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Gates Open Res. 2017 Dec 29;1:17. doi: 10.12688/gatesopenres.12775.1.

Rationale and design of a multi-center, open-label, randomised clinical trial comparing HIV incidence and contraceptive benefits in women using three commonly-used contraceptive methods (the ECHO study).

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Effective Care Research Unit, Universities of Witwatersrand and Fort Hare, Eastern Cape Department of Health, East London, South Africa.
Global Health, Population and Nutrition, FHI 360, Durham, NC, USA.
Departments of Global Health, Medicine, and Epidemiology, University of Washington, Seattle, WA, USA.
Department of Obstetrics and Gynaecology, University of Zimbabwe, Harare, Zimbabwe.
Vaccine and Infectious Disease Division, Fred Hutchinson Cancer Research Center, Seattle, WA, USA.
University of Nairobi, Nairobi, Kenya.
Ghent University, Ghent, Belgium.
International Centre for Reproductive Health (ICRH), Mombasa, Kenya.
Kenya Medical Research Institute, Nairobi, Kenya.
Department of Global Health, University of Washington, Seattle, WA, USA.
Wits RHI, University of the Witwatersrand, Johannesburg, South Africa.
World Health Organization, Geneva, Switzerland.
Contributed equally



In vitro, animal, biological and observational clinical studies suggest that some hormonal methods, particularly depot medroxyprogesterone acetate - DMPA, may increase women's risk of HIV acquisition. DMPA is the most common contraceptive used in many countries worst affected by the HIV epidemic. To provide robust evidence for contraceptive decision-making among women, clinicians and planners, we are conducting the Evidence for Contraceptive Options and HIV Outcomes (ECHO) study in four countries with high HIV incidence and DMPA use: Kenya, South Africa, Swaziland, and Zambia (Clinical identifier NCT02550067).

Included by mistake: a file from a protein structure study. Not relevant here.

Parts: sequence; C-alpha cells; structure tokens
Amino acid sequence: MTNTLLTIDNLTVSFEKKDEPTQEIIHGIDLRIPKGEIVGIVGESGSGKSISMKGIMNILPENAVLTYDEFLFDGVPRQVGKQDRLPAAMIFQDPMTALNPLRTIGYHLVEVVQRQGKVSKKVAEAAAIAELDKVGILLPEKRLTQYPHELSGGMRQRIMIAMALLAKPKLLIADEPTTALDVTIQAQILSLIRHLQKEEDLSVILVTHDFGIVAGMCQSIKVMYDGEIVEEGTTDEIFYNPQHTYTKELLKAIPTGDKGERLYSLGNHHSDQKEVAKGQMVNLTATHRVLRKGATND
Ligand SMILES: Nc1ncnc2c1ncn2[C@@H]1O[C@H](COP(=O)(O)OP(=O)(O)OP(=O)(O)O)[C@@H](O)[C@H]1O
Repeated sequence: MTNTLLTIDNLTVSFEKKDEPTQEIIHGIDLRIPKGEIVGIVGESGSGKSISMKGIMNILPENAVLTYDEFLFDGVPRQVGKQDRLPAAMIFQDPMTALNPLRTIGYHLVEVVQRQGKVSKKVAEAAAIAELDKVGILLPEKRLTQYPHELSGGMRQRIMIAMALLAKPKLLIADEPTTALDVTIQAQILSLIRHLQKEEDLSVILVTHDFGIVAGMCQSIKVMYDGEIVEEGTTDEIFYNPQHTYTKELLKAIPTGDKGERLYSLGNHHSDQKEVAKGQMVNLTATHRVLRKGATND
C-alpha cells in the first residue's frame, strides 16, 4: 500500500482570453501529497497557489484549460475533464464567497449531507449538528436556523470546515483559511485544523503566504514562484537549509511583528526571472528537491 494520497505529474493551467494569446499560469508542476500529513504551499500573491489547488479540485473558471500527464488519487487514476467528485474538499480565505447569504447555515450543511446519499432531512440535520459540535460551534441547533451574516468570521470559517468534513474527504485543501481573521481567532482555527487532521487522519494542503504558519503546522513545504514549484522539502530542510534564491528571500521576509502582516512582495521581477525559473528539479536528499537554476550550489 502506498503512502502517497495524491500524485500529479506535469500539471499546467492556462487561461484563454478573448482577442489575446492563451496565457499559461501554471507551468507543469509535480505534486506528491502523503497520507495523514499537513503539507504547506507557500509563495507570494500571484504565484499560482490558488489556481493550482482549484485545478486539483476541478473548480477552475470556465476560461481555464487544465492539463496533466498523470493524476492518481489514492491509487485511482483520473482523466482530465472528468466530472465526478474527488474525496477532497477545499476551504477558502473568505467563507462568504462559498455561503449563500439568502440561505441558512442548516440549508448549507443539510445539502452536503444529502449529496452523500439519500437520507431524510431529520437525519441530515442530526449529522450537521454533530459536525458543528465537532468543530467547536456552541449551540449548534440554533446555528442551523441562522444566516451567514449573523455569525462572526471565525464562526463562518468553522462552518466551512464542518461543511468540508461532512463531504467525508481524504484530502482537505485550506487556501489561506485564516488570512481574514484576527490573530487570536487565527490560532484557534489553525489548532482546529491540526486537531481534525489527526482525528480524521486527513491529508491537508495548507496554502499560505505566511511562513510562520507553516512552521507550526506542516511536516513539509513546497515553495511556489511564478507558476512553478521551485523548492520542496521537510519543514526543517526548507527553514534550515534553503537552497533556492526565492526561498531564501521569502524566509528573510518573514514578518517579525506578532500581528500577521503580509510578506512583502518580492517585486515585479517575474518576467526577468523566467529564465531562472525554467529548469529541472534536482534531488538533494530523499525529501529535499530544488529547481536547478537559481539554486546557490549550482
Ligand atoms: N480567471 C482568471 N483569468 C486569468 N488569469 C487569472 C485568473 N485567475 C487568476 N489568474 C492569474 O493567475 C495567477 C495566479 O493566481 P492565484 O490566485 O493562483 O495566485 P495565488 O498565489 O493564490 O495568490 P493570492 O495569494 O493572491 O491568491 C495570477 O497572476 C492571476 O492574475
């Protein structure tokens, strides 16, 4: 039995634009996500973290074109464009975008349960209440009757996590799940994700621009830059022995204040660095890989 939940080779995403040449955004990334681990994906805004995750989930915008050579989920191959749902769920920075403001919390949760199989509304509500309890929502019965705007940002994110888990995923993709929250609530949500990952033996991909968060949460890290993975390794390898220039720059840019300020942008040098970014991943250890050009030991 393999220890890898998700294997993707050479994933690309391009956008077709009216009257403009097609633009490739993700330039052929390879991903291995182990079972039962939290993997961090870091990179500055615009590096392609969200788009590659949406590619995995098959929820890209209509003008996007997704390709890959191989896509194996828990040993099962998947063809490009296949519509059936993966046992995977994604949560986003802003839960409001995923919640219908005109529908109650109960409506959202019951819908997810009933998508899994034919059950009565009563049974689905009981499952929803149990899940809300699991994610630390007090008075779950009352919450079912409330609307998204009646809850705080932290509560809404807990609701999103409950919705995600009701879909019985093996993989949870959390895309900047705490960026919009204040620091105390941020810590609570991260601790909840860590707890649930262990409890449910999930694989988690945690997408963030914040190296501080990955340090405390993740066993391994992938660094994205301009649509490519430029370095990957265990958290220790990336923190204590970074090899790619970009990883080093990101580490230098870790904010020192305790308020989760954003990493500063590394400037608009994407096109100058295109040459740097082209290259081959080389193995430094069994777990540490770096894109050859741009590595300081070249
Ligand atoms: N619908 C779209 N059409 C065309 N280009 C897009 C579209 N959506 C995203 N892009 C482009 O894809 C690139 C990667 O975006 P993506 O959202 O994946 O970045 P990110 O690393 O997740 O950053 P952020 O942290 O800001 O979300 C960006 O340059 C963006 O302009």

We randomized HIV negative, sexually active women 16-35 years old requesting effective contraception and agreeing to participate to either DMPA, the copper T 380A intrauterine device or levonorgestrel implant. Participants attend a contraception support visit after 1 month and quarterly visits thereafter for 12 to 18 months. Participants receive a standard HIV prevention package and contraceptive side-effect management at each visit. The primary outcome is HIV seroconversion. Secondary outcomes include pregnancy, serious adverse events and method discontinuation. The sample size of 7800 women provides 80% power to detect a 50% difference in HIV risk between any of the three method pairs, assuming 250 incident infections per comparison. Ethical considerations: Several WHO consultations have concluded that current evidence on HIV risk associated with DMPA is inconclusive and that a randomized trial is needed to guide policy, counselling and choice. Previous studies suggest that women without a specific contraceptive preference are willing to accept randomization to different contraceptive methods. Stringent performance standards are monitored by an independent data and safety monitoring board approximately every 6 months. The study has been conducted with extensive stakeholder engagement.


The ECHO study is designed to provide robust evidence on the relative risks (HIV acquisition) and benefits (pregnancy prevention) between three effective contraceptive methods.


DMPA; HIV acquisition; IUD; contraception; effectiveness; implants; randomized trial

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